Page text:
If the opposite is accurate, and you have the urge to pee more frequently than you should, the solution requires a bit more work.  Or worse, unfortunate circumstances have caused you to have difficulty holding it, and you experience leaking, known as stress incontinence.

 

In both cases, “bladder training” is in order.  Training your overactive bladder conditions it to be able to hold onto liquid longer without risk of embarrassment.  The goal is to increase the time between urination, thereby expanding the bladder to hold more.  

 

In turn, you will feel less urgency and more comfortable between bathroom breaks.  How is it done?  Thankfully…

There is a Routine For That

Bladder retraining involves gradually increasing the time interval between urination.  You set and follow a fixed schedule, independent of whether or not you feel the urge.  If you need to pee before the scheduled time, then suppression techniques are necessary to prolong the time.  

 

Start your retraining schedule by emptying your bladder as soon as you get up in the morning.  Set a baseline by recording how long you can wait before having to urinate.  It will be your starting point.

 

Then throughout the day, go to the bathroom at the specific times you determined based upon that reading, increasing the interval by a minute each time.  Follow the schedule during waking hours and only go at night if you have to.

 

The key is to adhere to the schedule as closely as possible.  If you don’t have to go, go anyway.  If you can’t wait, do your best to resist the urge and stay as long as you can.  Then re-establish the schedule.  

 

What do you do if you consistently can’t make it, despite how hard you try?   Thankfully…

Pink old fashioned wind up clock

There are Techniques For That Overactive Bladder When Cycling

 Bladder urge suppression techniques include the following:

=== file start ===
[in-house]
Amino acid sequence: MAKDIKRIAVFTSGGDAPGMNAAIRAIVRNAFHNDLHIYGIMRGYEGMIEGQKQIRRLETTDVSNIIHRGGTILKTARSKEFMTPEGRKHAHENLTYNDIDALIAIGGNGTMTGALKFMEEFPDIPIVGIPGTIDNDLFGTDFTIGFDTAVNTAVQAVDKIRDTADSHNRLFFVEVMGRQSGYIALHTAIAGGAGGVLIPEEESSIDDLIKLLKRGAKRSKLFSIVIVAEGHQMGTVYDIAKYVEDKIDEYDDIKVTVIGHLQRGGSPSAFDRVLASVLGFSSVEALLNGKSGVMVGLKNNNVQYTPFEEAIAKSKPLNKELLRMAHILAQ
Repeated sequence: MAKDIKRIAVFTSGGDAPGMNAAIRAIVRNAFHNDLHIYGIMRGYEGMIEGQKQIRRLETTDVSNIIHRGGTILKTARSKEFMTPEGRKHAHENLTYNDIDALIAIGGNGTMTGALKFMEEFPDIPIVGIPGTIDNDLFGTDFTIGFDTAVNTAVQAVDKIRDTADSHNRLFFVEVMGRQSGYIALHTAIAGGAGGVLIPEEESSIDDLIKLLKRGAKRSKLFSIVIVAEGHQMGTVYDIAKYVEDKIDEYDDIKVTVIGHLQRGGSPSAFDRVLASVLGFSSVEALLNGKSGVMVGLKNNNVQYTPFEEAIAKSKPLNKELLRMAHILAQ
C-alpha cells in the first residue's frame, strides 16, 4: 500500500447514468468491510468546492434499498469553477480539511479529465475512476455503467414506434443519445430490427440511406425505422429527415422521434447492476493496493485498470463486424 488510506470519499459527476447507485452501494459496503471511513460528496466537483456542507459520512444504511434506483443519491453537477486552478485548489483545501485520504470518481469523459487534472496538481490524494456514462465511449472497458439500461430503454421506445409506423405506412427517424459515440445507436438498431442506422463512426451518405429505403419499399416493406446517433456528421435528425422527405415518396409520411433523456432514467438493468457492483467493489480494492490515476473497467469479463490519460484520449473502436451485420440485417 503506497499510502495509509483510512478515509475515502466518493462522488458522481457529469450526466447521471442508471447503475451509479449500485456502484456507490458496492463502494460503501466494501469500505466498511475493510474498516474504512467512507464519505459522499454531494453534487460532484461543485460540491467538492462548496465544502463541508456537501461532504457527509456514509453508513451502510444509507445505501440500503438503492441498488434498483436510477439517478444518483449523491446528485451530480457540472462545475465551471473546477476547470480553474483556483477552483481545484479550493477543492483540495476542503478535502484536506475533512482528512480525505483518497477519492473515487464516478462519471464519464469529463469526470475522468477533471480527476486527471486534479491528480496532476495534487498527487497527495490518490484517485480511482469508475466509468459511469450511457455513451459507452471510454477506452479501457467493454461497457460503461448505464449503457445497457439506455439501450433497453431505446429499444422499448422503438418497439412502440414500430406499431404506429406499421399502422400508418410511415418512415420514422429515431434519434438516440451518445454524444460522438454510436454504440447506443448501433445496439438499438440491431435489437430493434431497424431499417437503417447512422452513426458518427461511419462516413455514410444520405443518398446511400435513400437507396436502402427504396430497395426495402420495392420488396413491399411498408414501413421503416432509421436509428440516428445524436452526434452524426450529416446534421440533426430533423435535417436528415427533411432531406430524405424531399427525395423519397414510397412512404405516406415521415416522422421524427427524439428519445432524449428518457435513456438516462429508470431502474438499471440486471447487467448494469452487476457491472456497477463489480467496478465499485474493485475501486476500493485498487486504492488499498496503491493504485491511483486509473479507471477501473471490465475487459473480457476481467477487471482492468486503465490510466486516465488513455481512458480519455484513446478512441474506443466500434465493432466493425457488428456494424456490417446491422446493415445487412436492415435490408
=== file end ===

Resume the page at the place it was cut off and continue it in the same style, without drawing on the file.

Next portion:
Then there is always crossing your legs and hoping for the best.  If all else fails, thankfully…

There are Exercises For That

Pelvic floor strength plays a role.  The pelvic floor muscles are within the pelvis, between the tailbone (coccyx) and the pubic bone. The muscles support the bowel, bladder, and other internal organs.

 

When the pelvic floor muscles contract, the internal organs are lifted and tighten the muscles that hold the bladder and bowel closed.  Relaxing the pelvic floor allows for easy passage of urine.

 

If your pelvic floor muscles are weak, the internal organs will lack full support, and you cannot effectively control urine flow.

 

Pelvic floor exercises, known as Kegel Exercises, are designed to improve the muscle tone of the pelvic floor.

Follow these tips to get started strengthening your pelvic floor:

1. Identify your pelvic floor muscles

To isolate your pelvic floor muscles, stop urination in midstream and hold it momentarily.  You have contracted the proper muscles, your pelvic floor muscles, to do so.

2. Find the right position for you

Once you’ve identified your pelvic floor muscles you can do the exercises in any position, although you might find it easiest to do them lying down at first.

3. Use proper technique

Sit on a towel and tighten your pelvic muscles as if you’re lifting the towel from the chair. Hold for a count of three to start, then relax for a count of three.

4. Maintain your concentration

Focus only on tightening your pelvic floor muscles. Be careful not to flex the muscles in your abdomen, thighs, or buttocks.  Breathe freely during the exercises and avoid holding your breath.

5. Progress your routine

Repeat three times a day and aim for at least three sets of 10 to 15 repetitions a day while increasing the length of the contraction.

 

Here are some Kegel Exercise tips and mistakes to avoid.

Conclusion—Eliminate That Overactive Bladder When Cycling

Cycling is a beautiful sport, but it is not without its things.  Thankfully, there are things for that.

Your thoughts?

What things do you love about cycling and what things would you love to avoid?  Comment below!  Your fellow virtual cyclists want to know.